As the life expectancy of the worldwide population increases, the number of hip fractures in the elderly cohort is expected to grow. It is important for surgeons to critically analyze available treatment options for these injuries, with the goal of optimizing outcomes and minimizing complications. Femoral neck fractures make up approximately half of all hip fractures. Nonoperative treatment of valgus-impacted and nondisplaced (Garden I and II) femoral neck fractures has high rates of secondary displacement, osteonecrosis, and nonunion; only patients with notable risk for perioperative complications are treated nonoperatively. Surgical intervention is the standard of care, with options including internal fixation (IF) with multiple cancellous screws or a sliding hip screw, hemiarthroplasty, or total hip arthroplasty. Patients with a posterior tilt of greater than 20° have a high rate of revision surgery when treated with IF and may benefit from primary arthroplasty. Furthermore, primary arthroplasty has demonstrated lower revision surgery rates and equivalent postoperative mortality when compared with IF. Surgeons should be aware of the functional outcomes, complications, revision surgery rates, and mortality rates associated with each treatment modality to make a patient-specific decision regarding their care.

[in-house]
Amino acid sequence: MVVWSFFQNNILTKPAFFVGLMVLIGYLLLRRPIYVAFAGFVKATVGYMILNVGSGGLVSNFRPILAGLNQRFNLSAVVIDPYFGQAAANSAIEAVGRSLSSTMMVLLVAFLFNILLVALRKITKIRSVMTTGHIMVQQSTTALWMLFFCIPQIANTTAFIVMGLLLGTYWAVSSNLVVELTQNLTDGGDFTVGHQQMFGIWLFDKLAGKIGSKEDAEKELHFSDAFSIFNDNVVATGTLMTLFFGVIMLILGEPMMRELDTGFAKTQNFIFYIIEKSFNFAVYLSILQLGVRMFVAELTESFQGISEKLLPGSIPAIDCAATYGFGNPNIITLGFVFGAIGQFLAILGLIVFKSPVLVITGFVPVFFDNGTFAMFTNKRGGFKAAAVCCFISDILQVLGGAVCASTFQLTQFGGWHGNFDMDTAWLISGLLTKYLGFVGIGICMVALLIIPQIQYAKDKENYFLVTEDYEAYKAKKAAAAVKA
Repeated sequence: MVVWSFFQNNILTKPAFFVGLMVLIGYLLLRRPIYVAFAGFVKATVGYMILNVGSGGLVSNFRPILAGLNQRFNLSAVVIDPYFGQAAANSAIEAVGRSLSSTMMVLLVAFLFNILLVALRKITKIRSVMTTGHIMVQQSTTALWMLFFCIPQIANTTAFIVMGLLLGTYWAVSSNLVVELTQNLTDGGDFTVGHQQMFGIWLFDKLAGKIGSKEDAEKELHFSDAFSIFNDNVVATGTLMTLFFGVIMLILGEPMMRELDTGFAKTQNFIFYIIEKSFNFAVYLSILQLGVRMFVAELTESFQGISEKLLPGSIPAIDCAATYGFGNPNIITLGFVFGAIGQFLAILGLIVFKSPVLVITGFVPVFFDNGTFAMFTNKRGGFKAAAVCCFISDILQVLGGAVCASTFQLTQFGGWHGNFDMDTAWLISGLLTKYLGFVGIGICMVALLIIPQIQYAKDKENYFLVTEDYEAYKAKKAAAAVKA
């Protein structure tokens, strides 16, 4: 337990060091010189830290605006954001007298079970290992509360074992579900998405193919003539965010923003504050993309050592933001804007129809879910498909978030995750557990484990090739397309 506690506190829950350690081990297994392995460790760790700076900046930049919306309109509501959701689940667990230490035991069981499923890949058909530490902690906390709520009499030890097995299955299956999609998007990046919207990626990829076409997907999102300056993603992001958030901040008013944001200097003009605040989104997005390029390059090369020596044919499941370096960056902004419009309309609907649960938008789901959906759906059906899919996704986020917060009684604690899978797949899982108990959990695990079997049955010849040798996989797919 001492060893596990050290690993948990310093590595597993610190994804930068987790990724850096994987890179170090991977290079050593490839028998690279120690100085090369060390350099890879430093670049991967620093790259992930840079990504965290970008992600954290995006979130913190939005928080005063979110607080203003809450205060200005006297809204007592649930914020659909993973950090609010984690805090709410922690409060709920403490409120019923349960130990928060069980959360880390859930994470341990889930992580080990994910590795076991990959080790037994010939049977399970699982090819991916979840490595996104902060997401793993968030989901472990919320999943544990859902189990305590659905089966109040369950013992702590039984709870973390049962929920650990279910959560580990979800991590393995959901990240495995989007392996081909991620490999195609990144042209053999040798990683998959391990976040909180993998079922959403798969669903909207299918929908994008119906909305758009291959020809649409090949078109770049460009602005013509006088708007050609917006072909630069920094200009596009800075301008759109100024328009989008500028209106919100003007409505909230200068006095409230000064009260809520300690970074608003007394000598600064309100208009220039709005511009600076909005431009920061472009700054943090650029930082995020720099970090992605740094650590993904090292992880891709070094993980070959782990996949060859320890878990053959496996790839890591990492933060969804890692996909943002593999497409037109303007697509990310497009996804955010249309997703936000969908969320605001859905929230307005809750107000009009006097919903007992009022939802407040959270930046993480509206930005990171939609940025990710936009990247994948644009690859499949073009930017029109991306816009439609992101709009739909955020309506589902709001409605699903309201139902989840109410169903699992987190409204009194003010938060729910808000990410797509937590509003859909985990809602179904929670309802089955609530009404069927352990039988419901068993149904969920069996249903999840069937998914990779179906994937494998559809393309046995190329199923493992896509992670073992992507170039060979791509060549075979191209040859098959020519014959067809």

|Original language||English (US)|
|Number of pages||8|
|Journal||The Journal of the American Academy of Orthopaedic Surgeons|
|State||Published - Jun 1 2021|
ASJC Scopus subject areas
- Orthopedics and Sports Medicine